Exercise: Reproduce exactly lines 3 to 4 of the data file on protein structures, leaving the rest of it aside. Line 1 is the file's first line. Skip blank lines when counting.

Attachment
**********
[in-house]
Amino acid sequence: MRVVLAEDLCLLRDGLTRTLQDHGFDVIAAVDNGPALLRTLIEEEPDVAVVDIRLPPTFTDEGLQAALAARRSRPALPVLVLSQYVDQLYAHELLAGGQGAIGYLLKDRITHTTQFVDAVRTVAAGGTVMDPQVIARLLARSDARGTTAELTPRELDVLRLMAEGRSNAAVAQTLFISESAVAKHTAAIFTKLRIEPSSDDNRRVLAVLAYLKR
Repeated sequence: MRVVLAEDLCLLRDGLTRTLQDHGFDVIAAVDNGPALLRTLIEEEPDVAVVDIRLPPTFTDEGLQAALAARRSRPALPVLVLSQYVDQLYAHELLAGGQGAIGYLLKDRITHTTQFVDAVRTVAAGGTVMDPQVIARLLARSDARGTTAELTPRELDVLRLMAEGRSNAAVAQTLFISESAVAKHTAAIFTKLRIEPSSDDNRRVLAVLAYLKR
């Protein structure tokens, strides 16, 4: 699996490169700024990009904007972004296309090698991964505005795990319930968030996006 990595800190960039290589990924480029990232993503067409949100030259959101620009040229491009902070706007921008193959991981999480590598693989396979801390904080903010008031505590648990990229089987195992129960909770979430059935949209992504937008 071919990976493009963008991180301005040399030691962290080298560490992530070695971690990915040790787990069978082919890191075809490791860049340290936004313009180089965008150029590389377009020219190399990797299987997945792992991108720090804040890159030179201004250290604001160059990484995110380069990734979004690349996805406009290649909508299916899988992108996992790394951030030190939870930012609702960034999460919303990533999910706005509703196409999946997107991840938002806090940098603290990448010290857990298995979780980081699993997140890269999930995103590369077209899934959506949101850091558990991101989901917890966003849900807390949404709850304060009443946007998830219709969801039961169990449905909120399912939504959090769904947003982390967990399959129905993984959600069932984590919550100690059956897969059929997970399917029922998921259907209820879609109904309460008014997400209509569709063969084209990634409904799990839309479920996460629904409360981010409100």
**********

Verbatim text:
Repeated sequence: MRVVLAEDLCLLRDGLTRTLQDHGFDVIAAVDNGPALLRTLIEEEPDVAVVDIRLPPTFTDEGLQAALAARRSRPALPVLVLSQYVDQLYAHELLAGGQGAIGYLLKDRITHTTQFVDAVRTVAAGGTVMDPQVIARLLARSDARGTTAELTPRELDVLRLMAEGRSNAAVAQTLFISESAVAKHTAAIFTKLRIEPSSDDNRRVLAVLAYLKR
């Protein structure tokens, strides 16, 4: 699996490169700024990009904007972004296309090698991964505005795990319930968030996006 990595800190960039290589990924480029990232993503067409949100030259959101620009040229491009902070706007921008193959991981999480590598693989396979801390904080903010008031505590648990990229089987195992129960909770979430059935949209992504937008 071919990976493009963008991180301005040399030691962290080298560490992530070695971690990915040790787990069978082919890191075809490791860049340290936004313009180089965008150029590389377009020219190399990797299987997945792992991108720090804040890159030179201004250290604001160059990484995110380069990734979004690349996805406009290649909508299916899988992108996992790394951030030190939870930012609702960034999460919303990533999910706005509703196409999946997107991840938002806090940098603290990448010290857990298995979780980081699993997140890269999930995103590369077209899934959506949101850091558990991101989901917890966003849900807390949404709850304060009443946007998830219709969801039961169990449905909120399912939504959090769904947003982390967990399959129905993984959600069932984590919550100690059956897969059929997970399917029922998921259907209820879609109904309460008014997400209509569709063969084209990634409904799990839309479920996460629904409360981010409100």